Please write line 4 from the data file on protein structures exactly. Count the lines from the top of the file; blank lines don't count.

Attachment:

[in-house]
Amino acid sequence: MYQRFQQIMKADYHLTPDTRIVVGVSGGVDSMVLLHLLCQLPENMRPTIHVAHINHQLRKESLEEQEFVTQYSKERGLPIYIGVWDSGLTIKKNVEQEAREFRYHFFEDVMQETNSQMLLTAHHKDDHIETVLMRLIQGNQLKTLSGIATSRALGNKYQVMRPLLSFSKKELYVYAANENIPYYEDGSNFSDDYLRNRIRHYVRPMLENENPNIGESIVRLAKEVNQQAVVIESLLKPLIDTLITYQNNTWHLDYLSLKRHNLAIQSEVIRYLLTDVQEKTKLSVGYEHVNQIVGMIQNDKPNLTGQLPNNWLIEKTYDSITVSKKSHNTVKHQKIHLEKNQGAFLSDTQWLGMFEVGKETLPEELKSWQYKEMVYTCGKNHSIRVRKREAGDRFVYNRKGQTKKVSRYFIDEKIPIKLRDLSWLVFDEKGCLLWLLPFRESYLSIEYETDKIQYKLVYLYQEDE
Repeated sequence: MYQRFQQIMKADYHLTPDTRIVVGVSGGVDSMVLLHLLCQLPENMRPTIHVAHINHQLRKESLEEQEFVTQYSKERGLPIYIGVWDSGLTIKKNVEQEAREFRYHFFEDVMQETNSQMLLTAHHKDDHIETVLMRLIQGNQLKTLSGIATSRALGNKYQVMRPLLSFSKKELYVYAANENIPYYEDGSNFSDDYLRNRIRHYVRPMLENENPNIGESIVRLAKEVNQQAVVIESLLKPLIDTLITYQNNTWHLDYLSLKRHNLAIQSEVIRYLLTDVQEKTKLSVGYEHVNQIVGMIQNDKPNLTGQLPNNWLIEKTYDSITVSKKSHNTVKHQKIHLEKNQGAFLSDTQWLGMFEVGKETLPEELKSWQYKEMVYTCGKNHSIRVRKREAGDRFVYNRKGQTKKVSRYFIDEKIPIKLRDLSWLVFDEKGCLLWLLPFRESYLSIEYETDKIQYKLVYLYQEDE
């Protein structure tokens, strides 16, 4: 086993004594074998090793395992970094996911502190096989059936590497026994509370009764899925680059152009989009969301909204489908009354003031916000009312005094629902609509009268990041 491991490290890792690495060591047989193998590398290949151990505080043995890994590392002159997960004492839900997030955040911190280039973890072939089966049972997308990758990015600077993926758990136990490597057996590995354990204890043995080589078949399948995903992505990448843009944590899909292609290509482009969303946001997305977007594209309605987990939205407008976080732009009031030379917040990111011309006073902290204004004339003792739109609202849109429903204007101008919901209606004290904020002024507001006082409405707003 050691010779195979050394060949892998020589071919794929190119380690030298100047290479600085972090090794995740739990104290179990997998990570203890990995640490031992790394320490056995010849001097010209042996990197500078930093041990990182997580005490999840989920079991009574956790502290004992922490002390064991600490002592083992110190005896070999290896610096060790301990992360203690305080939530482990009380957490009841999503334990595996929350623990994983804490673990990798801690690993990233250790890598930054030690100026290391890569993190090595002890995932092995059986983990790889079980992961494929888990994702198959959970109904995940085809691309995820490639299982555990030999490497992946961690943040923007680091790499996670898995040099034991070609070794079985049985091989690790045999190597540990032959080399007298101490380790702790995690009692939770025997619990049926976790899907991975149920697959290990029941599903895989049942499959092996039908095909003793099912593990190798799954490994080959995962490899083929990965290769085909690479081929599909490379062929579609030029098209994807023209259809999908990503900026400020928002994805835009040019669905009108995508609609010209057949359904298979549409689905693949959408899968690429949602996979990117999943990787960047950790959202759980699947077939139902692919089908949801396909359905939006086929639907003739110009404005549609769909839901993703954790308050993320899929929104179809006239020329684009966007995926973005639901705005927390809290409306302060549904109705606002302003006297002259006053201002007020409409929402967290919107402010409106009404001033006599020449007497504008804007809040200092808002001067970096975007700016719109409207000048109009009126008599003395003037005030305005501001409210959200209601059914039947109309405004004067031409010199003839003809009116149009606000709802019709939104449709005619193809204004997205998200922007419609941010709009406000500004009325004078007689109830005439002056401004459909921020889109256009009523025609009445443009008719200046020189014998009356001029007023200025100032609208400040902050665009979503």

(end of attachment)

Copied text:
């Protein structure tokens, strides 16, 4: 086993004594074998090793395992970094996911502190096989059936590497026994509370009764899925680059152009989009969301909204489908009354003031916000009312005094629902609509009268990041 491991490290890792690495060591047989193998590398290949151990505080043995890994590392002159997960004492839900997030955040911190280039973890072939089966049972997308990758990015600077993926758990136990490597057996590995354990204890043995080589078949399948995903992505990448843009944590899909292609290509482009969303946001997305977007594209309605987990939205407008976080732009009031030379917040990111011309006073902290204004004339003792739109609202849109429903204007101008919901209606004290904020002024507001006082409405707003 050691010779195979050394060949892998020589071919794929190119380690030298100047290479600085972090090794995740739990104290179990997998990570203890990995640490031992790394320490056995010849001097010209042996990197500078930093041990990182997580005490999840989920079991009574956790502290004992922490002390064991600490002592083992110190005896070999290896610096060790301990992360203690305080939530482990009380957490009841999503334990595996929350623990994983804490673990990798801690690993990233250790890598930054030690100026290391890569993190090595002890995932092995059986983990790889079980992961494929888990994702198959959970109904995940085809691309995820490639299982555990030999490497992946961690943040923007680091790499996670898995040099034991070609070794079985049985091989690790045999190597540990032959080399007298101490380790702790995690009692939770025997619990049926976790899907991975149920697959290990029941599903895989049942499959092996039908095909003793099912593990190798799954490994080959995962490899083929990965290769085909690479081929599909490379062929579609030029098209994807023209259809999908990503900026400020928002994805835009040019669905009108995508609609010209057949359904298979549409689905693949959408899968690429949602996979990117999943990787960047950790959202759980699947077939139902692919089908949801396909359905939006086929639907003739110009404005549609769909839901993703954790308050993320899929929104179809006239020329684009966007995926973005639901705005927390809290409306302060549904109705606002302003006297002259006053201002007020409409929402967290919107402010409106009404001033006599020449007497504008804007809040200092808002001067970096975007700016719109409207000048109009009126008599003395003037005030305005501001409210959200209601059914039947109309405004004067031409010199003839003809009116149009606000709802019709939104449709005619193809204004997205998200922007419609941010709009406000500004009325004078007689109830005439002056401004459909921020889109256009009523025609009445443009008719200046020189014998009356001029007023200025100032609208400040902050665009979503």